Galiano L., Martínez-Vilalta J., Sabaté S., Lloret F. (2012) Determinants of drought effects on crown condition and their relationship with depletion of carbon reserves in a Mediterranean holm oak forest. Tree Physiology. 32: 478-489.LinkDoi: 10.1093/treephys/tps025
Severe droughts may increase physiological stress on long-lived woody vegetation, occasionally leading to rapid defoliation and progressive increase in mortality of overstorey trees. Over the last few years, episodes of drought-induced tree dieback have been documented in a variety of woodlands and forests around the world. However, the factors determining tree survival and subsequent recovery are still poorly understood, especially in resprouter species. We have studied the effects of a single drought episode on crown condition in a holm oak (Quercus ilex L.) forest located in NE Spain 7 years after the drought event. Generalized linear models were used to study the environmental correlates of forest crown condition 7 years after the drought event. Additionally, we evaluated the association between crown condition and the carbon and nutrient reserves stored in lignotubers 7 years after the drought. Our study reveals the multifactor nature of a drought-driven forest dieback in which soil depth and the characteristics of individual trees, particularly their number of stems, determined a complex spatial pattern of tree-level responses. This dieback was associated with a depletion of the carbon reserves in lignotubers 7 years after the episode, representing a reduction of up to 60 in highly drought-damaged trees. Interestingly, in the absence of new acute droughts, successive surveys in 2007-11 showed a direct association between carbon reserves depletion and further deterioration of crown condition. More frequent droughts, as predicted by climate change projections, may lead to a progressive depletion of carbon reserves and to a loss of resilience in Mediterranean resprouter species. © 2012 The Author.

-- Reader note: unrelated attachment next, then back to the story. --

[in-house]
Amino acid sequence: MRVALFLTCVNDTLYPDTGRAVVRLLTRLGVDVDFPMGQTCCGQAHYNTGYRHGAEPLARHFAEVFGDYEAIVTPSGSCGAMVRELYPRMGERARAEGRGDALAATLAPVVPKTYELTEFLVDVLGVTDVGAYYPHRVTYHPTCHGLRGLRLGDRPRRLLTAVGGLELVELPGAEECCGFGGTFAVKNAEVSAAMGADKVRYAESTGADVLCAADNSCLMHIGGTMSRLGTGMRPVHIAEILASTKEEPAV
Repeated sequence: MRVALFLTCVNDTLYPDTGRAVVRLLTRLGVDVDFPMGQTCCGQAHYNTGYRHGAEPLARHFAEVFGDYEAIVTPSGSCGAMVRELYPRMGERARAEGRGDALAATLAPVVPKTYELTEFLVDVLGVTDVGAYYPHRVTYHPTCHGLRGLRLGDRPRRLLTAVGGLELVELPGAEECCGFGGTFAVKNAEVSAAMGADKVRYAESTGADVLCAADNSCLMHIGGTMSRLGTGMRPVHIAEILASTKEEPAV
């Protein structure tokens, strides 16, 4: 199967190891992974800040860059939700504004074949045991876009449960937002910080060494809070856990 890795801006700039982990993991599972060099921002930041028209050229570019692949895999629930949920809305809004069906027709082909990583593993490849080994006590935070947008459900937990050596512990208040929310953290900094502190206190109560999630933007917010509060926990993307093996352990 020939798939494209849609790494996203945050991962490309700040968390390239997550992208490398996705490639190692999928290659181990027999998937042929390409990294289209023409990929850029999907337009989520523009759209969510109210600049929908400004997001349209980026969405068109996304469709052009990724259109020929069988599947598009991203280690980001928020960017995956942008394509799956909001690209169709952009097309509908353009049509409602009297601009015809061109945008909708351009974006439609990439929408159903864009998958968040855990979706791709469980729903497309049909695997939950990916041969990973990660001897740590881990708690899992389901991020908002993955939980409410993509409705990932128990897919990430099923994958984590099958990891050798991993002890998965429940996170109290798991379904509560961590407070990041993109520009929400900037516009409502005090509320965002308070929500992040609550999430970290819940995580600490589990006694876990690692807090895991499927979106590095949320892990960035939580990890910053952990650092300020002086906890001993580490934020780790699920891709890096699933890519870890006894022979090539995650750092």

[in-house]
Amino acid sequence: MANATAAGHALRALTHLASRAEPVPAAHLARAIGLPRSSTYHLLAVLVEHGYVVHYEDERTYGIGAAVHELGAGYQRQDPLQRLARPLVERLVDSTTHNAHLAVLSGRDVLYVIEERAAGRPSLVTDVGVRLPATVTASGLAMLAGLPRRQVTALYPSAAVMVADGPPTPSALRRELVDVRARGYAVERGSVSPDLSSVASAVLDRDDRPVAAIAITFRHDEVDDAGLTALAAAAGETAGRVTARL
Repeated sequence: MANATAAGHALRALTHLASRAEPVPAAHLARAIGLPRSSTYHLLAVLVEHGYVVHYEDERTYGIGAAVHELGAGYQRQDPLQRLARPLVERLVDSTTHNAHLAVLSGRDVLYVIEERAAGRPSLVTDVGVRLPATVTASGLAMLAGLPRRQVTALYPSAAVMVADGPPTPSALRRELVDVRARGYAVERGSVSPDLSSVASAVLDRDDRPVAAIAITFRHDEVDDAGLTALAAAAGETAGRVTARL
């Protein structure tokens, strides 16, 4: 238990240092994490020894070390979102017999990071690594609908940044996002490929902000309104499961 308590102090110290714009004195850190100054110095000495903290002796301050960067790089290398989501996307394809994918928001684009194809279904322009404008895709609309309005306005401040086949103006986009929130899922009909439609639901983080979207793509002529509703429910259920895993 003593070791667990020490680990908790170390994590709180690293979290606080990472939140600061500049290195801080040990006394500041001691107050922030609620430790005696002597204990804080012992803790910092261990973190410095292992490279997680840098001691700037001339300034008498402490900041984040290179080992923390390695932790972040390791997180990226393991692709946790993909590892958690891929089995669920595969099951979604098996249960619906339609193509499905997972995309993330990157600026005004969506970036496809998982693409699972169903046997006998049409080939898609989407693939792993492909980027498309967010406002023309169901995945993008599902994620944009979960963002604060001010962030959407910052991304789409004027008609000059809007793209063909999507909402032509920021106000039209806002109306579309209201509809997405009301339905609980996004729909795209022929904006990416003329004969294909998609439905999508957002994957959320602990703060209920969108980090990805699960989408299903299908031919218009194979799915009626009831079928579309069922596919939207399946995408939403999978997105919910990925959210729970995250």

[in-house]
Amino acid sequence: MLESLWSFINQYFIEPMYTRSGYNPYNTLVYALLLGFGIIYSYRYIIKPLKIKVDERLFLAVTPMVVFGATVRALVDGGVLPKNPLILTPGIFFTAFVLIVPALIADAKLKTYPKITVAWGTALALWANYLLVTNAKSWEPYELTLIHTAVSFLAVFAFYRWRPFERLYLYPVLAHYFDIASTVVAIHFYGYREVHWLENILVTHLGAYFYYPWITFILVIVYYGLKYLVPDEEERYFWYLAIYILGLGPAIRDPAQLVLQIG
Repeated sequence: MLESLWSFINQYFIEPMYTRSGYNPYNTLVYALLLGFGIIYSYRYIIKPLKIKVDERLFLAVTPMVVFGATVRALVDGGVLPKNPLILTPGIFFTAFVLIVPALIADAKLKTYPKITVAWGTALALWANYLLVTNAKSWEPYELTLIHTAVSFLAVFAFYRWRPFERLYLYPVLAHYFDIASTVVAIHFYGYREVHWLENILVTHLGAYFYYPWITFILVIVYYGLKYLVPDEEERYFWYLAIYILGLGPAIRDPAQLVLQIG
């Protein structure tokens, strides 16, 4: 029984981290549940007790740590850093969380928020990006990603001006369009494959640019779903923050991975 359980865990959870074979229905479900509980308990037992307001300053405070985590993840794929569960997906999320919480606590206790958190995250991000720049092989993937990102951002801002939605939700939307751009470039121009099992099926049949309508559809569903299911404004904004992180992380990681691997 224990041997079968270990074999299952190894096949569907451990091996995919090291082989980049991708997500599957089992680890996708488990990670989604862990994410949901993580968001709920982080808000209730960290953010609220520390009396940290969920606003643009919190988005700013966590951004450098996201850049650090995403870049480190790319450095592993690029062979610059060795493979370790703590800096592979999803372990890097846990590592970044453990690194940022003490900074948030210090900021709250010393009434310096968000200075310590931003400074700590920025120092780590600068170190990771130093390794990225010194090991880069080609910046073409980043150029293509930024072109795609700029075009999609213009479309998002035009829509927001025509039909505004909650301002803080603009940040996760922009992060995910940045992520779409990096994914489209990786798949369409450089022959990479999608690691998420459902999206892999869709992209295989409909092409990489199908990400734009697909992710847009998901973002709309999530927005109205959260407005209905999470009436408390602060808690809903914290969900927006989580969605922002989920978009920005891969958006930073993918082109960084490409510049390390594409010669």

Gracia C, Vanclay J, Daly H, Sabaté S, Gyenge J (2011) Securing Water for Trees and People: Possible Avenues. In: Water for Forests and People in the Mediterranean Region – A Challenging Balance. Birot Y, Gracia C, Palahí M (editors). What Science Can Tell Us 1 pp 83-91.